Bentley said Parker Clay plans to invest the capital it raises into hiring, machinery and a brick-and-mortar strategy. With demand outpacing supply in recent seasons, the company isn’t in a place where it can forge wholesale partnerships. Generating $20 million in revenue last year, Parker Clay has seen 76 percent year-over-year growth. It wants to build its factory workforce and create new workstations, which include sewing machines and other leatherworking tools. “We’re at about 200 employees in total at our factory, and the capacity is between 400 to 500,” the CEO said. “So we’ve got room to more than double what we’ve currently got, and the efficiencies also increase…so we really think this could triple or quadruple in terms of what our capacity is at our factory.”

Since opening its Addis Ababa, Ethiopia factory in 2018, Parker Clay has streamlined its product development process and is ready to scale. “This year, we’ve innovated new products and we can go from idea to market sometimes in a matter of weeks,” he said, noting that owning its manufacturing has helped to shorten design-to-production timelines and increase speed to market.

CCO Brittany Bentley said the brand will expand upon its range of leather goods.
Parker Clay

Expansion is also key to supporting the company’s ESG mission to create more economic opportunity in the region, Brittany Bentley said. Parker Clay has been soliciting input from government and non-profit sources to assess and address the needs of the community through the pandemic and the civil war that ended last month. The directive from those parties has been “to just create more employment, especially for vulnerable women, and do that by creating jobs that are sustainable for them,” the chief creative officer said. Many women are providing for families, and are eager to learn skills that will be broadly marketable “even after Parker Clay.” Ian Bentley added that the company’s presence in Ethiopia has an impact on upstream suppliers such as farmers as well as the logistics workforce that enables the DTC to process shipments to the U.S., and growing the manufacturing base will increase those opportunities.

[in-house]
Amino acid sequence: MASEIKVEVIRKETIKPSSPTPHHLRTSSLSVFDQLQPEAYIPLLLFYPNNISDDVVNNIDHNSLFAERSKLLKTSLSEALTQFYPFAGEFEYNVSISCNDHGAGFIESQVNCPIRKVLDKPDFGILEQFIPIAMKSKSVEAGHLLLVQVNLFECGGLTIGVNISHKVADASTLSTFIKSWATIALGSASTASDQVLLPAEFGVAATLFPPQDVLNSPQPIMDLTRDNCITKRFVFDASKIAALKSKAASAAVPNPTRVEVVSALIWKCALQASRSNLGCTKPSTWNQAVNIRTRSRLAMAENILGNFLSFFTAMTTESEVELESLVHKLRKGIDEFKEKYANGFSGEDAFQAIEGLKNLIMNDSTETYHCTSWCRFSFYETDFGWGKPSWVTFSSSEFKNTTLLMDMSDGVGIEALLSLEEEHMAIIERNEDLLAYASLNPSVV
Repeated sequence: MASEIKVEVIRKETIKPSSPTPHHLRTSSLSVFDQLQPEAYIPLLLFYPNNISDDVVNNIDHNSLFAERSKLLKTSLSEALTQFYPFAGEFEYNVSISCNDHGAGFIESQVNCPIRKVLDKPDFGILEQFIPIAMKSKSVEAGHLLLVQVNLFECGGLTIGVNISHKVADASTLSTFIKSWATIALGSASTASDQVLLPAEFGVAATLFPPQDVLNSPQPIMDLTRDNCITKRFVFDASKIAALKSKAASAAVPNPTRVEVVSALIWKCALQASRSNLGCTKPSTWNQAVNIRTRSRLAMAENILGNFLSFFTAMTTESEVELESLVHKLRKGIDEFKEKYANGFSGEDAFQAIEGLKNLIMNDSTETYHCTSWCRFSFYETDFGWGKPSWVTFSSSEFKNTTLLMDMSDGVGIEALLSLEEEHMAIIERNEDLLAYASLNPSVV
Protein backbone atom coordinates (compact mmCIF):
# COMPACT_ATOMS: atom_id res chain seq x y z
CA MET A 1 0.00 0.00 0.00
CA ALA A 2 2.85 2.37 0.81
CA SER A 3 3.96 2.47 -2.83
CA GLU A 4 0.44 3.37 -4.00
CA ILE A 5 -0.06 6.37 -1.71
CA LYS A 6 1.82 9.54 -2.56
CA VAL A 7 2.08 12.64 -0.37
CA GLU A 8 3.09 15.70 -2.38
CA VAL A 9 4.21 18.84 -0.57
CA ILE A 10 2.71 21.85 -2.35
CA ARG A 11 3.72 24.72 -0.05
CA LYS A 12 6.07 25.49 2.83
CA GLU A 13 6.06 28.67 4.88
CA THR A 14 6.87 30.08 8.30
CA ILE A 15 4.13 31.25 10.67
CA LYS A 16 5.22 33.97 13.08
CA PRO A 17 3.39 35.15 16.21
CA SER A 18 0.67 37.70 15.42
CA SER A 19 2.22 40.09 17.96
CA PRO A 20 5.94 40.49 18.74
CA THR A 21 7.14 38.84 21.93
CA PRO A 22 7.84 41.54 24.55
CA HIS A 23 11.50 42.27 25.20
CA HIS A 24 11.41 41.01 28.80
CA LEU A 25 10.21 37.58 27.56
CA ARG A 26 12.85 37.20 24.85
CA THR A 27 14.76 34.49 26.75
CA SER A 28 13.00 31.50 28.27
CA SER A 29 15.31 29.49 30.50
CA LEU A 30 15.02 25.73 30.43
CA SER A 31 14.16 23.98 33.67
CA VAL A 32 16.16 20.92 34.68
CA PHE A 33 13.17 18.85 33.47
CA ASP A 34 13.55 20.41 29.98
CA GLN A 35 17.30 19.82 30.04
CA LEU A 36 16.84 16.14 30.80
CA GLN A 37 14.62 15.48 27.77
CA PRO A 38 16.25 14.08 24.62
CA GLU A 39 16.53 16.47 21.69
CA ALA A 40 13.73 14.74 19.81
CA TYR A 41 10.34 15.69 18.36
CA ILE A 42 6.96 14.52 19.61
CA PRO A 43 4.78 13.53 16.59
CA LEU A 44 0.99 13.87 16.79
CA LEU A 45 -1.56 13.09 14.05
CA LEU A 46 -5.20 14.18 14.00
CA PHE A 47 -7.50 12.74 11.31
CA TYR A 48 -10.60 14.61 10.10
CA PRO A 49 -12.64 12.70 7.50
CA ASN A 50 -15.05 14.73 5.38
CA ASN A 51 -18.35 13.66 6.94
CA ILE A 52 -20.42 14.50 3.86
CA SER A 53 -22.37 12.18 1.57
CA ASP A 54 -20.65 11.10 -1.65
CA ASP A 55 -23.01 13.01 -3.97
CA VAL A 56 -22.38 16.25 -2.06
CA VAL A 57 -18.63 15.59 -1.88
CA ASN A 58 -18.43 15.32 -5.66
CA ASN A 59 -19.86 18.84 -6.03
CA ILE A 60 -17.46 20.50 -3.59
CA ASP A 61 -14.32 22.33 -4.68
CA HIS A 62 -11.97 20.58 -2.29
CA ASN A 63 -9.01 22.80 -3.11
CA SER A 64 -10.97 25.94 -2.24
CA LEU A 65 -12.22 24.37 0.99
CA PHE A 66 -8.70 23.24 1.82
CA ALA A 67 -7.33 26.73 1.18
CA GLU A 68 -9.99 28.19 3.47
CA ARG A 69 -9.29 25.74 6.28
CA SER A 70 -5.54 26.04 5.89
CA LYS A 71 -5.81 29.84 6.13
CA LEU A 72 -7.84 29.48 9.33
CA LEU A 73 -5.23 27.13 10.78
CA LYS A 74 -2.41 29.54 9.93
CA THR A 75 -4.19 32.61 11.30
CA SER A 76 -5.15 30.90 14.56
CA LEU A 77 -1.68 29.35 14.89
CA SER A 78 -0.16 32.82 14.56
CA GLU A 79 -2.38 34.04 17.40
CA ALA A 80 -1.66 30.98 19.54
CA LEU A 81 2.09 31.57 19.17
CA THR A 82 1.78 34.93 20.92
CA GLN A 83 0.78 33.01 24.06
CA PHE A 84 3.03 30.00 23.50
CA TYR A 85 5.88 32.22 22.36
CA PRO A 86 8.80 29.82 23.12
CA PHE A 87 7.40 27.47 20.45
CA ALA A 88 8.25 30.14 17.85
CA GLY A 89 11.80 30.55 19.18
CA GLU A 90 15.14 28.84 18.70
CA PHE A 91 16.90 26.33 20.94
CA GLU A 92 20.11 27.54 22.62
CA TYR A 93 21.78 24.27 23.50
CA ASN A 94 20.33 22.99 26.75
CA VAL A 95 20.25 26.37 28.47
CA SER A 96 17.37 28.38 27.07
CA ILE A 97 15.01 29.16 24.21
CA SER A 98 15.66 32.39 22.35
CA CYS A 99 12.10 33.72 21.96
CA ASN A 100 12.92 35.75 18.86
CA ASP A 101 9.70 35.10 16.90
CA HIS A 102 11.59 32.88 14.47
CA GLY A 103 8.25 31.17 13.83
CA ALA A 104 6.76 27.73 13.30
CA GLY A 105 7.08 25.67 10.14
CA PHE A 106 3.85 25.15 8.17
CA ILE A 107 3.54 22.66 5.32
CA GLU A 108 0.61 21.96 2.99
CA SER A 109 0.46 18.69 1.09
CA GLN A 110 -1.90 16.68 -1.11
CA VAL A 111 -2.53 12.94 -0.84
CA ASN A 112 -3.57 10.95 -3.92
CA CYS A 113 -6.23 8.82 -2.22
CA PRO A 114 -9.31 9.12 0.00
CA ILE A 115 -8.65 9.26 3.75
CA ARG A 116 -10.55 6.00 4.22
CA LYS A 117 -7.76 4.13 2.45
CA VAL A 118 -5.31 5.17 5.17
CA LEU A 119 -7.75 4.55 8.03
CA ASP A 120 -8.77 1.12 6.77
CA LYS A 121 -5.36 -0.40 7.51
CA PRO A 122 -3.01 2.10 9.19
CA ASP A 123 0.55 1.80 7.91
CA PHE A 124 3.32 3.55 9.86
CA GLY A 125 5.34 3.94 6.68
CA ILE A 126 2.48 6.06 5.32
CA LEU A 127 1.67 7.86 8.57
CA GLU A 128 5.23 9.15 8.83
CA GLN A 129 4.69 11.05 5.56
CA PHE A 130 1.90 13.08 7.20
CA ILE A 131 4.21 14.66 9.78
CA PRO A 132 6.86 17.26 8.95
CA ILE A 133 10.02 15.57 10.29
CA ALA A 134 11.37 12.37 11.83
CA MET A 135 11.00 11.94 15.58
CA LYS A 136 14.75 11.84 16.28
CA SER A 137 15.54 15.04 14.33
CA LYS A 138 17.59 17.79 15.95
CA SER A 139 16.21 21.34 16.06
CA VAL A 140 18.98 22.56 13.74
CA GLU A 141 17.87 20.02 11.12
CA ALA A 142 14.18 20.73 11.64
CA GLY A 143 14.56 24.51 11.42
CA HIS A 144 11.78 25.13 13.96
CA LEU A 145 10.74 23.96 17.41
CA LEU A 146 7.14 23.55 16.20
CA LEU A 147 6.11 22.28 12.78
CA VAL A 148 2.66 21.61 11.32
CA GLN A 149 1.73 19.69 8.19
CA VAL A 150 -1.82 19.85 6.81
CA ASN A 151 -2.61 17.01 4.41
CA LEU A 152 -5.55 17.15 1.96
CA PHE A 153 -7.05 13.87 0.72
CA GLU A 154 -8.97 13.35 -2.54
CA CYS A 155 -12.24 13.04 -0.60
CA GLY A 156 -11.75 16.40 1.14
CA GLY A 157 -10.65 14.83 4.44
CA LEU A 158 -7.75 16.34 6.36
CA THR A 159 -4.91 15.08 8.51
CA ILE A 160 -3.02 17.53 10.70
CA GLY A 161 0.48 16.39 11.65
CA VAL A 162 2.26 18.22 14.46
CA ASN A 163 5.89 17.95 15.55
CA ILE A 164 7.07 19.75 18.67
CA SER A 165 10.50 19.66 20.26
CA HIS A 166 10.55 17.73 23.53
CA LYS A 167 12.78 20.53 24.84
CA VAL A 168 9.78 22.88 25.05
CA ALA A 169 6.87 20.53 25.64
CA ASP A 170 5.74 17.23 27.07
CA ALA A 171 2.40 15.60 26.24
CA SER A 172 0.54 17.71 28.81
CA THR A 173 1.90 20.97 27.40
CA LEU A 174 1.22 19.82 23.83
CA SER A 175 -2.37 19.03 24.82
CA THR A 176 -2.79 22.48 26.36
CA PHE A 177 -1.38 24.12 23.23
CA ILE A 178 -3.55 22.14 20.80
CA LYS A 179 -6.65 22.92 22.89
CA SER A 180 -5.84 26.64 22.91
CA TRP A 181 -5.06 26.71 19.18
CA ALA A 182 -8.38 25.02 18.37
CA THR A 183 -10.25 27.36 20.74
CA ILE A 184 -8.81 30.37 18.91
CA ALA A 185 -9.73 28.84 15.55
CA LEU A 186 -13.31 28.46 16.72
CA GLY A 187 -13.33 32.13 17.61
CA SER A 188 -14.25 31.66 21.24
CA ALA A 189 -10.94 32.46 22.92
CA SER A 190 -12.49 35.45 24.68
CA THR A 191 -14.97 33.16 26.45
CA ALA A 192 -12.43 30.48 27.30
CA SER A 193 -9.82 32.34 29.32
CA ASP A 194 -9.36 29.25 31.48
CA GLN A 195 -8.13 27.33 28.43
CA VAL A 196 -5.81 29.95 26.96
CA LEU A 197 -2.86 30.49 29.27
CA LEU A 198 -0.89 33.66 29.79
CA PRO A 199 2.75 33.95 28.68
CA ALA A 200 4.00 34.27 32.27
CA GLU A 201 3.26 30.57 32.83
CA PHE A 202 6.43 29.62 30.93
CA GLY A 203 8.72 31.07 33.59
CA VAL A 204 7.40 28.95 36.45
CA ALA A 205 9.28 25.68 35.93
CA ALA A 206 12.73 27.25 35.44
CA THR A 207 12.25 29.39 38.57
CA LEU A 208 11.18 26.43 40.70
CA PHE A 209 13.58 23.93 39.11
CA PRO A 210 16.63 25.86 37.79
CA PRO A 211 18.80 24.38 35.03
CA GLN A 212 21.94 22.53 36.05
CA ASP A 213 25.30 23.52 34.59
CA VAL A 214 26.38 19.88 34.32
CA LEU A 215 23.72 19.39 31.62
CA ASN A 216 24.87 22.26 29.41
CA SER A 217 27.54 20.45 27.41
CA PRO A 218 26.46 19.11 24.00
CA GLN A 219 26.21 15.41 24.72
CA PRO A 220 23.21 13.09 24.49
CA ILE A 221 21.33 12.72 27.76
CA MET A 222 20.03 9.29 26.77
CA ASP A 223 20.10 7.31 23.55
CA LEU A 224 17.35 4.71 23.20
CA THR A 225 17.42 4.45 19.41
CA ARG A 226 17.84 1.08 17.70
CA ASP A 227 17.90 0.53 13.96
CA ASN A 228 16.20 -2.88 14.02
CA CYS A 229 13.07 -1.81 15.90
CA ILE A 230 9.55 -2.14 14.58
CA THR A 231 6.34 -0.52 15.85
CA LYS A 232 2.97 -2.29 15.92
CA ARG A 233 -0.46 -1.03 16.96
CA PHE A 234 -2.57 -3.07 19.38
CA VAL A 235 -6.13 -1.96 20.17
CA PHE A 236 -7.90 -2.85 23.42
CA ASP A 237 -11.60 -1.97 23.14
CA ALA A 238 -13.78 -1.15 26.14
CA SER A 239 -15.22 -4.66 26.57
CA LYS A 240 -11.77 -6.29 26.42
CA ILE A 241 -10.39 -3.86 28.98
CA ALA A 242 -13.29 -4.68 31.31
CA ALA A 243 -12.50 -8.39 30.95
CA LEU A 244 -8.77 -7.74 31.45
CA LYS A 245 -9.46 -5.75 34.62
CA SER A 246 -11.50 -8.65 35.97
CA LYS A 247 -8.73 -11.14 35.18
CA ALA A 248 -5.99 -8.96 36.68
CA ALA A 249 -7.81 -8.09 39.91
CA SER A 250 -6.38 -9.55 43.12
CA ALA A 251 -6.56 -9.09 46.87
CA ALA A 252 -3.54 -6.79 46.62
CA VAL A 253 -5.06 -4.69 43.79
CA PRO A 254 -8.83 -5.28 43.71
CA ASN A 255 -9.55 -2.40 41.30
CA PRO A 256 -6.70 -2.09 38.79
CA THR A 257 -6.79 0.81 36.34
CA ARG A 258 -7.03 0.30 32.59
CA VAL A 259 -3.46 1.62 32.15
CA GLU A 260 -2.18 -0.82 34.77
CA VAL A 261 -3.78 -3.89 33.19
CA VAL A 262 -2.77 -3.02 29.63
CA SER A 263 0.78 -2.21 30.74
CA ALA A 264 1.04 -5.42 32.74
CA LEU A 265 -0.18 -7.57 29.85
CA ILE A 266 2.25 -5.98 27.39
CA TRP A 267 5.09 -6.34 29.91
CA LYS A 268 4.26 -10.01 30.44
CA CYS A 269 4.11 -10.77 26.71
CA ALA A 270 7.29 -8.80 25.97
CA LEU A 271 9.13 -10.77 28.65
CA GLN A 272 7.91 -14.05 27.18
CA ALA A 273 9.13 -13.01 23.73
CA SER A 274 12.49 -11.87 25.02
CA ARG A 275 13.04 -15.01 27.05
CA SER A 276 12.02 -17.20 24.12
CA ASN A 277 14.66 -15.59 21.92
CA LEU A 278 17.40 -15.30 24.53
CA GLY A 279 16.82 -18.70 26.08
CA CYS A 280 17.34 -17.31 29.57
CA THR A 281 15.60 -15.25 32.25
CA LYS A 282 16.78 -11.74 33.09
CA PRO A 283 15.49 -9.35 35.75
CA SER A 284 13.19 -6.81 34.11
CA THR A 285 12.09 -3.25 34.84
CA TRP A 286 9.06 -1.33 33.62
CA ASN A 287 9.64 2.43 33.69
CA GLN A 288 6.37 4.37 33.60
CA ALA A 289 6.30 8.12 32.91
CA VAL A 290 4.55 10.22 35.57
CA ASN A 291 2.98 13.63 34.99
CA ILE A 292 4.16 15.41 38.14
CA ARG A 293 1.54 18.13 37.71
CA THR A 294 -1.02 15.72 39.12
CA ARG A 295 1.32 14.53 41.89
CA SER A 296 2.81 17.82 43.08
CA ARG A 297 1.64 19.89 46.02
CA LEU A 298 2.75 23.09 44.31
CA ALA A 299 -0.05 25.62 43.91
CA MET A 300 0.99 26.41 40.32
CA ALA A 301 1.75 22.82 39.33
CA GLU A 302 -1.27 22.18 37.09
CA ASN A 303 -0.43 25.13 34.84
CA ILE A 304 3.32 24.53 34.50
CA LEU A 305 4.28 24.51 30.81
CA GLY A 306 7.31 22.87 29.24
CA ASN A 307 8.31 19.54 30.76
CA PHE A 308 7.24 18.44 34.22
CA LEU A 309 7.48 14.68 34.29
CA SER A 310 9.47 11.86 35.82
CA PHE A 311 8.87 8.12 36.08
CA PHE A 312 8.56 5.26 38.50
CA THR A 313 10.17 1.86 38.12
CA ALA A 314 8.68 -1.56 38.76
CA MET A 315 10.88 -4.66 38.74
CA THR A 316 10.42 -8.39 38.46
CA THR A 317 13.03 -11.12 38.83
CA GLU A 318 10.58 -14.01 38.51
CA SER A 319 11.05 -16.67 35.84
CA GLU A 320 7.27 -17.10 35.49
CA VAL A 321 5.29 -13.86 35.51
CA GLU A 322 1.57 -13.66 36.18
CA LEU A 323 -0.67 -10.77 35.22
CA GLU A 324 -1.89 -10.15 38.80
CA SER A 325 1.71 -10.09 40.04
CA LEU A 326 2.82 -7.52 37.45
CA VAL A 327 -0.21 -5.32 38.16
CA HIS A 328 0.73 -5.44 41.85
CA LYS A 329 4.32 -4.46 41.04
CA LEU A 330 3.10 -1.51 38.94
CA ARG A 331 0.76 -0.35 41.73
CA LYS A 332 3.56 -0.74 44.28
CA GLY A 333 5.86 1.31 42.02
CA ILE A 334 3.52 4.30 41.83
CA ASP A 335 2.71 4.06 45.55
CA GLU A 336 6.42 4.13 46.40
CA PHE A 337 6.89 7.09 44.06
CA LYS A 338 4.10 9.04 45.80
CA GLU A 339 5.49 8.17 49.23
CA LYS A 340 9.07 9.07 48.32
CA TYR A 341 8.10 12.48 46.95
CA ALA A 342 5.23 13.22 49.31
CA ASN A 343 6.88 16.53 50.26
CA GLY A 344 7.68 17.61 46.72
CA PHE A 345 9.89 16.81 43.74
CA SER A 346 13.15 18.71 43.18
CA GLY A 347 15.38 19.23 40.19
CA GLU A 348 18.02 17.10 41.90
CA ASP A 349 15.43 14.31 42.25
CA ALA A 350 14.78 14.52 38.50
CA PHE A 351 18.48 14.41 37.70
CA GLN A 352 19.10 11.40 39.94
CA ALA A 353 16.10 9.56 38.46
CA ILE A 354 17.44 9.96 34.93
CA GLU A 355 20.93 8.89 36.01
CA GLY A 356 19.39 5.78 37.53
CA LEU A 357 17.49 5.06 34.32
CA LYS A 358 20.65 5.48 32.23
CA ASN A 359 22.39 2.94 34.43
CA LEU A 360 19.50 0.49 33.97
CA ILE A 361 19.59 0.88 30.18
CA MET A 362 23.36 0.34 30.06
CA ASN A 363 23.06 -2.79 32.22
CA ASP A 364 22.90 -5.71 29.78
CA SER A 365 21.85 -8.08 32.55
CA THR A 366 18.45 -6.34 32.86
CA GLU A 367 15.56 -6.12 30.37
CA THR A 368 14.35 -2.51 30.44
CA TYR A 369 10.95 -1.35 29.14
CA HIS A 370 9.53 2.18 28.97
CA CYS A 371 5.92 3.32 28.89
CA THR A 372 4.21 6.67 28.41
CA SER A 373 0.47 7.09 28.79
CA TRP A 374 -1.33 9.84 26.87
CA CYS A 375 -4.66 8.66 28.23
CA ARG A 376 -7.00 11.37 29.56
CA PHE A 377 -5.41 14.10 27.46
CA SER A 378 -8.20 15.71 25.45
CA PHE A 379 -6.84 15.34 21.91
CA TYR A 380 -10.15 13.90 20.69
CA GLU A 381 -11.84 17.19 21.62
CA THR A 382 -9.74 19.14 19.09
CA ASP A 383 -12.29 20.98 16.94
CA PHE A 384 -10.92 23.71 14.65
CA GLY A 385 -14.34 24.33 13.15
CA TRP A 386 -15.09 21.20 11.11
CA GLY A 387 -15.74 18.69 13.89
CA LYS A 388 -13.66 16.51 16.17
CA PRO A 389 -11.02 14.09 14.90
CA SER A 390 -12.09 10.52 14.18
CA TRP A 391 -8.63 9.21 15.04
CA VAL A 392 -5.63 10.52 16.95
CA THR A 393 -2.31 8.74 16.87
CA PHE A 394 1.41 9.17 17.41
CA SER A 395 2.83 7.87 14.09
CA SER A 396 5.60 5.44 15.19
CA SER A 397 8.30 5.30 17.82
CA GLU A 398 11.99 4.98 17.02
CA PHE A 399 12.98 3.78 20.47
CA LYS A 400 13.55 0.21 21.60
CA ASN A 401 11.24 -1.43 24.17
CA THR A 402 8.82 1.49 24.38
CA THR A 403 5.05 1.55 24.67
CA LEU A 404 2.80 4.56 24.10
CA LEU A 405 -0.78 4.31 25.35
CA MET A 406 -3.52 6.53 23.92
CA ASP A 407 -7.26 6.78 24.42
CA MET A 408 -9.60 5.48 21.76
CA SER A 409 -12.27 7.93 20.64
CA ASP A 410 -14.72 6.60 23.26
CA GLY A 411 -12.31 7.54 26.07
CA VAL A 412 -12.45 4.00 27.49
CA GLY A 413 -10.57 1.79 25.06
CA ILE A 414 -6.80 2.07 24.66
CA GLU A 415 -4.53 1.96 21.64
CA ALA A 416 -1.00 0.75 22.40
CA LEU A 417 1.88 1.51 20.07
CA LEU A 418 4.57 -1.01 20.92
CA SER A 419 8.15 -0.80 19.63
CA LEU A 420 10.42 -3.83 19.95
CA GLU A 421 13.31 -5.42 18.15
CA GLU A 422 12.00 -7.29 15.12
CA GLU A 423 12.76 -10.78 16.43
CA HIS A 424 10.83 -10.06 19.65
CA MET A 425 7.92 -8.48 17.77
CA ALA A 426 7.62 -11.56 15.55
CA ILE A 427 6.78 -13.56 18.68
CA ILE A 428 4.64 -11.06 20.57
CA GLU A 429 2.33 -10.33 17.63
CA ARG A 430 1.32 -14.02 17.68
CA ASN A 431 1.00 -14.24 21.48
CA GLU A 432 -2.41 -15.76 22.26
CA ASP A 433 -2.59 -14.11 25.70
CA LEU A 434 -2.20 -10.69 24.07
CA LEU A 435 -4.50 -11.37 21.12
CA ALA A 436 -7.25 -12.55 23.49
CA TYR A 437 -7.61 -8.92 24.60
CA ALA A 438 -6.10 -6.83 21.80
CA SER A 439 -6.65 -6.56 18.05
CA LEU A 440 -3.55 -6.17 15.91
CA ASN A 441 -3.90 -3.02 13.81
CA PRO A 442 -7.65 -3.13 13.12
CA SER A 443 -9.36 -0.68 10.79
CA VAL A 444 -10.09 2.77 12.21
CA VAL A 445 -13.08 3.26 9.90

Brittany Bentley, who leads product design, said Parker Clay plans to “stick with leather goods and really continue to excel in that category,” making use of the artisan labor force it has cultivated. “There’s still a lot of designs we’re looking forward to strengthening, as far as fashion trends or colorways and different styles for how things are changing in the world,” she said, pointing to the recent trend toward smaller handbags.

The DTC player is also expanding its retail footprint, opening its first four stores in the California cities of Santa Barbara, San Luis Obispo and Los Angeles as well as Denver during 2021 and 2022. “There’s been a lot of growth in that this past year, and we’re looking at other opportunities in some of our target cities this coming next year as well,” she said. The fundraising campaign will dictate future openings.

The brand hopes to expand capacity through investments in hiring and machinery.

Physical retail has turned out to be an important proving ground for consumers increasingly seeking to experience, not just transact, the CEO said. Storytelling is easier in person, and the brand’s social impact is on display each time a shopper purchases a bag. “When someone buys a product, we remove the tag and write on the back how many hours of empowerment that bag created,” he said. Those tags are displayed on store walls.

“It’s about bringing the community into an experience and into the stores as well,” he said. “We think there’s a lot more opportunity out there like that.”